Sunday, February 18, 2007

Betito Got Snubbed

Attorney General Alberto Gonzales traveled to Argentina recently, presumably to shore up support for US policies. He was the highest ranking member of the administration to do so in 2007, but that didn't seem to matter much to the Argentine government. No high-level member of that government agreed to meet with him. In other words, Mr. Gonzales (and by extension, the government he was representing) got snubbed. Argentina's Diario Jornada Argentina noted the snub in a February 14, 2007 op-ed piece.

Gonzales is the name of the Attorney General of the United States, a Latino who has attained a high rank in the Bush Administration.

Gonzales visited Argentina ... though his visit was not sufficiently covered by the press to incite the usual discussion of relations between our country and the United States. His post gives him the rank of a cabinet minister, so he was the most senior visitor to sent to Argentina by the great power this year.

Gonzales is one of those responsible for the irregular conditions under which prisoners accused of terrorism against the United States are held at Guantánamo. This situation has brought about widespread protest on the international level; the U.S. prison in a strange colonial enclave on the island of Cuba (situated in a place made unforgettable by the poetry of Jose Marti ) has served as a space where prisoners have been denied the most basic rights. In the name of the alleged war against terrorism, the U.S. administration has whittled away at the basic rights of its citizens, as well as those of other countries.

In another famous case, almost 20 CIA agents who participated in the kidnapping of a German citizen of Arabic origin [Khaled el-Masri ] are currently being charged in a German court for a crime committed on European soil.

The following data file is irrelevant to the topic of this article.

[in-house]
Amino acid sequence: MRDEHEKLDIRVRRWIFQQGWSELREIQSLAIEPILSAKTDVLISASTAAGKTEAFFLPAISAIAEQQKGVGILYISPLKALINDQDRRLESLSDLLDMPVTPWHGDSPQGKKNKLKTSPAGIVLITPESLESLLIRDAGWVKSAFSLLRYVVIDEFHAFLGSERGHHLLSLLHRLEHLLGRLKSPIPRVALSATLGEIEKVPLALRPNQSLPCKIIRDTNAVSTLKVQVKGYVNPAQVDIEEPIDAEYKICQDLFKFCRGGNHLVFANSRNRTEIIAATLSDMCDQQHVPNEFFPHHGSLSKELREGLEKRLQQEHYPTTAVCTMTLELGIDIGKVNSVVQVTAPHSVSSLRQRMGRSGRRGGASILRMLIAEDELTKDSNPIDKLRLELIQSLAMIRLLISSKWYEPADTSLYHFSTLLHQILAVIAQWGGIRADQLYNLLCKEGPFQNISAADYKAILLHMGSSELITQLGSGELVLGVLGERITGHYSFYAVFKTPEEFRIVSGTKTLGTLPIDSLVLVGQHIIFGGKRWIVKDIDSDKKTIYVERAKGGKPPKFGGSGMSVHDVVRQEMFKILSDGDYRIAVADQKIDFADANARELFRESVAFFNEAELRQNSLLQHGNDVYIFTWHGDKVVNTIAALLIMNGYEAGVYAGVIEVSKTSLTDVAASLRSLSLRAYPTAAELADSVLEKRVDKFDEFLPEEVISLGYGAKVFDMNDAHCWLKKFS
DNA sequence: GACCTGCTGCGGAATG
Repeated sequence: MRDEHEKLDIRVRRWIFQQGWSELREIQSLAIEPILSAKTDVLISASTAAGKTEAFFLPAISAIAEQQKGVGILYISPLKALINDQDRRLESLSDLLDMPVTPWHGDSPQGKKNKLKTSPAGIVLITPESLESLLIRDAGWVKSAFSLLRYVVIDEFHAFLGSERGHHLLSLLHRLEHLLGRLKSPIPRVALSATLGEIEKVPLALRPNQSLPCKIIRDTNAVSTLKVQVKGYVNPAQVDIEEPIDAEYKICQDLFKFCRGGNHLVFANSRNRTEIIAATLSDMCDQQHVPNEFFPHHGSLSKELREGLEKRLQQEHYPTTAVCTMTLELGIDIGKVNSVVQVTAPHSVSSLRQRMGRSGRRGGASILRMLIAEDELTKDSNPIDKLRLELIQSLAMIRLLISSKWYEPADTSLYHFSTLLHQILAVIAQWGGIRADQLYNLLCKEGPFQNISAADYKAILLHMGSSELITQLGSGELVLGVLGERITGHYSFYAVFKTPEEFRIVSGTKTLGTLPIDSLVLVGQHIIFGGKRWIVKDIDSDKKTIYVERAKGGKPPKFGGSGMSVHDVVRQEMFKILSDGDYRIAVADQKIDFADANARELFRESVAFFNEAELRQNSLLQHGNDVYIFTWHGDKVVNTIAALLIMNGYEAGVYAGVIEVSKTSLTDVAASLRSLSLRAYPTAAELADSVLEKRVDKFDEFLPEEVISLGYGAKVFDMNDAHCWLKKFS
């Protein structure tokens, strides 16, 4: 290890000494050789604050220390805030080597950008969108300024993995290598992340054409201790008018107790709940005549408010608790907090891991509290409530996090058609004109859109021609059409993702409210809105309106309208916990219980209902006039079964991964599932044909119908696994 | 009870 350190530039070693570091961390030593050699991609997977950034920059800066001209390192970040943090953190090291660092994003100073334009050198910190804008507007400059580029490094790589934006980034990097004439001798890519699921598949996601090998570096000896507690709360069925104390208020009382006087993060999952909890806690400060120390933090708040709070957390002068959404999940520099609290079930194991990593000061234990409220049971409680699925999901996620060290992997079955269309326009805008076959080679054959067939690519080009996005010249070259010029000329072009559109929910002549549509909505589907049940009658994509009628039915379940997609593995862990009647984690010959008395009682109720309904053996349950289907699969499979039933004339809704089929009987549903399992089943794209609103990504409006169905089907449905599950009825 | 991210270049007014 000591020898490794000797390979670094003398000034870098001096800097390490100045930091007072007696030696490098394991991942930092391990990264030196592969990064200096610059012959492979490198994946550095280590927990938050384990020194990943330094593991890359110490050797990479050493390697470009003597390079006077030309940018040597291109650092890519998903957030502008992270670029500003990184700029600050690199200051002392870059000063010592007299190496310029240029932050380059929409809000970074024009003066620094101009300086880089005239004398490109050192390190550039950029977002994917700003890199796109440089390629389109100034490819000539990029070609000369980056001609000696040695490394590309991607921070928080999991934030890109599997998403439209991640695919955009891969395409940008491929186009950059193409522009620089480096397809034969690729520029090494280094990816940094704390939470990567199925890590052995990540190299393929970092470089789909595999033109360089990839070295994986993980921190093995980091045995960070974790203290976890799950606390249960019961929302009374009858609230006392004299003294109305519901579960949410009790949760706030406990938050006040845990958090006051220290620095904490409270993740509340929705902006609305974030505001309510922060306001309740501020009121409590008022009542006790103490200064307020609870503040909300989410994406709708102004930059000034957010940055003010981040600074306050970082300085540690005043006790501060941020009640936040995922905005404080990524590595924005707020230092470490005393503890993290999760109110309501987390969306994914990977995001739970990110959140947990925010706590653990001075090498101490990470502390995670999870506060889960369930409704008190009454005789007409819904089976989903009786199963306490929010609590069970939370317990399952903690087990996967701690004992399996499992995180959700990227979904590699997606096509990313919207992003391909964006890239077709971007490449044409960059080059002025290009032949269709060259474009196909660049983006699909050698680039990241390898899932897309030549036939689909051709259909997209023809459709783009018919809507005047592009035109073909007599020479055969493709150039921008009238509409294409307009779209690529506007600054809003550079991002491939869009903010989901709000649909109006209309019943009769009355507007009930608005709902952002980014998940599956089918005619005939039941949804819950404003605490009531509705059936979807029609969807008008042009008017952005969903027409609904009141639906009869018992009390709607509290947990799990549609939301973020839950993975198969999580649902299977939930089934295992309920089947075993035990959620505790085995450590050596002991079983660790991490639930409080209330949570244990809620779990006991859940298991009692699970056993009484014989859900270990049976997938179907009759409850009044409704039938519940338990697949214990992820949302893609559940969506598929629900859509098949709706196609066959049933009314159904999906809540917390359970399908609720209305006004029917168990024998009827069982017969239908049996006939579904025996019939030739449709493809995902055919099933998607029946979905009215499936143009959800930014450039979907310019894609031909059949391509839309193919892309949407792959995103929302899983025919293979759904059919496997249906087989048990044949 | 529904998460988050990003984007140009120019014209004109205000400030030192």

In repudiation for what his presence signifies given the mistreatment meted out to the prisoners at Guantanamo, Alberto Gonzales was not received by any high-level Argentine official. This decision by our Foreign Ministry shows that we are a sovereign nation rather than a subservient republic begging for favors from the strongest. And it was also to let Gonzales know that our country honors the Geneva Conventions with respect to the treatment of prisoners of war.

Little has been said about this story, and it was a decision that few Argentine governments would have made in the past. But given the bellicose and unilateral behavior that the United States has subjected the world to over the past few years, it was a well-deserved decision.
[Emphasis added]

Argentina has not always been so forthright when it comes to human rights, but the Pinochet years are clearly over. This diplomatic response to the US administration's deplorable behavior suggests that at least some of our neighbors in Latin America have had enough of the shoot'em-up foreign policy of George W. Bush.

What is unfortunate is that our press was so reticent about the story. I doubt many of us were even aware of the Gonzales trip, much less the flap. I suppose Anna Nicole Smith's death was more important.

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